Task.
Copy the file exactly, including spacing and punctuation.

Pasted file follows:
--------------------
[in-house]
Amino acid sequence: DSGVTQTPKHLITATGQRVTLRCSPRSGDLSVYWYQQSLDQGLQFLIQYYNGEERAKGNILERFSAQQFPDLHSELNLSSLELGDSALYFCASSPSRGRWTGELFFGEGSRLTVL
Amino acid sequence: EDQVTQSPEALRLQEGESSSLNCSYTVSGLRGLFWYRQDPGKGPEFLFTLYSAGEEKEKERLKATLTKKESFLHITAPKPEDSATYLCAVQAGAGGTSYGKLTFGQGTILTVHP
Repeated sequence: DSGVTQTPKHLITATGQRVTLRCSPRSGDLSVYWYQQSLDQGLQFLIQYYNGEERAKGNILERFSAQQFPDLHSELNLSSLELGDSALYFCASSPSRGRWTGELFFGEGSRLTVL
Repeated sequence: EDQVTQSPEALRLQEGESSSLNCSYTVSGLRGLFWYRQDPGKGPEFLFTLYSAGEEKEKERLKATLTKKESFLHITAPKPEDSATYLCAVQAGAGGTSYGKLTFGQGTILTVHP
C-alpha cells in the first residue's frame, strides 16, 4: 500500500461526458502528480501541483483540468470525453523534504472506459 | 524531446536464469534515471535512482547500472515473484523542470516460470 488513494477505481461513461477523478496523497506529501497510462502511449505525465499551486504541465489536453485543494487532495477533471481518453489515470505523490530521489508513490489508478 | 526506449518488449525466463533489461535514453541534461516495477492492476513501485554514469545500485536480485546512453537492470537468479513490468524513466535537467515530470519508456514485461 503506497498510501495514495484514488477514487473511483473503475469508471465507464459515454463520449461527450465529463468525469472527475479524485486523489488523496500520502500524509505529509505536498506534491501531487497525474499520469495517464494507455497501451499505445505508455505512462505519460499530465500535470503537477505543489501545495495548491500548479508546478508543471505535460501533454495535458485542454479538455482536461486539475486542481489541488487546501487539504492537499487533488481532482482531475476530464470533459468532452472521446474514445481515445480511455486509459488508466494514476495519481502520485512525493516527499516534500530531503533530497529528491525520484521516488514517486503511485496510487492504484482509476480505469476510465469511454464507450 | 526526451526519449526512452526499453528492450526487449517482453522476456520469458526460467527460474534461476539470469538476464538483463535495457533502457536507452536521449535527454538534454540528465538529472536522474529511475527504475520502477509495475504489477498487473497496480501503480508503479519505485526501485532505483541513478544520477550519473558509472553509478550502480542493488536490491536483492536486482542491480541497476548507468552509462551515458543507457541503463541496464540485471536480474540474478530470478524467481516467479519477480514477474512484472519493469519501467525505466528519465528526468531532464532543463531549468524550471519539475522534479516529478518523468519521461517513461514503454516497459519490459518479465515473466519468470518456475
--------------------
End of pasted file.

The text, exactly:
[in-house]
Amino acid sequence: DSGVTQTPKHLITATGQRVTLRCSPRSGDLSVYWYQQSLDQGLQFLIQYYNGEERAKGNILERFSAQQFPDLHSELNLSSLELGDSALYFCASSPSRGRWTGELFFGEGSRLTVL
Amino acid sequence: EDQVTQSPEALRLQEGESSSLNCSYTVSGLRGLFWYRQDPGKGPEFLFTLYSAGEEKEKERLKATLTKKESFLHITAPKPEDSATYLCAVQAGAGGTSYGKLTFGQGTILTVHP
Repeated sequence: DSGVTQTPKHLITATGQRVTLRCSPRSGDLSVYWYQQSLDQGLQFLIQYYNGEERAKGNILERFSAQQFPDLHSELNLSSLELGDSALYFCASSPSRGRWTGELFFGEGSRLTVL
Repeated sequence: EDQVTQSPEALRLQEGESSSLNCSYTVSGLRGLFWYRQDPGKGPEFLFTLYSAGEEKEKERLKATLTKKESFLHITAPKPEDSATYLCAVQAGAGGTSYGKLTFGQGTILTVHP
C-alpha cells in the first residue's frame, strides 16, 4: 500500500461526458502528480501541483483540468470525453523534504472506459 | 524531446536464469534515471535512482547500472515473484523542470516460470 488513494477505481461513461477523478496523497506529501497510462502511449505525465499551486504541465489536453485543494487532495477533471481518453489515470505523490530521489508513490489508478 | 526506449518488449525466463533489461535514453541534461516495477492492476513501485554514469545500485536480485546512453537492470537468479513490468524513466535537467515530470519508456514485461 503506497498510501495514495484514488477514487473511483473503475469508471465507464459515454463520449461527450465529463468525469472527475479524485486523489488523496500520502500524509505529509505536498506534491501531487497525474499520469495517464494507455497501451499505445505508455505512462505519460499530465500535470503537477505543489501545495495548491500548479508546478508543471505535460501533454495535458485542454479538455482536461486539475486542481489541488487546501487539504492537499487533488481532482482531475476530464470533459468532452472521446474514445481515445480511455486509459488508466494514476495519481502520485512525493516527499516534500530531503533530497529528491525520484521516488514517486503511485496510487492504484482509476480505469476510465469511454464507450 | 526526451526519449526512452526499453528492450526487449517482453522476456520469458526460467527460474534461476539470469538476464538483463535495457533502457536507452536521449535527454538534454540528465538529472536522474529511475527504475520502477509495475504489477498487473497496480501503480508503479519505485526501485532505483541513478544520477550519473558509472553509478550502480542493488536490491536483492536486482542491480541497476548507468552509462551515458543507457541503463541496464540485471536480474540474478530470478524467481516467479519477480514477474512484472519493469519501467525505466528519465528526468531532464532543463531549468524550471519539475522534479516529478518523468519521461517513461514503454516497459519490459518479465515473466519468470518456475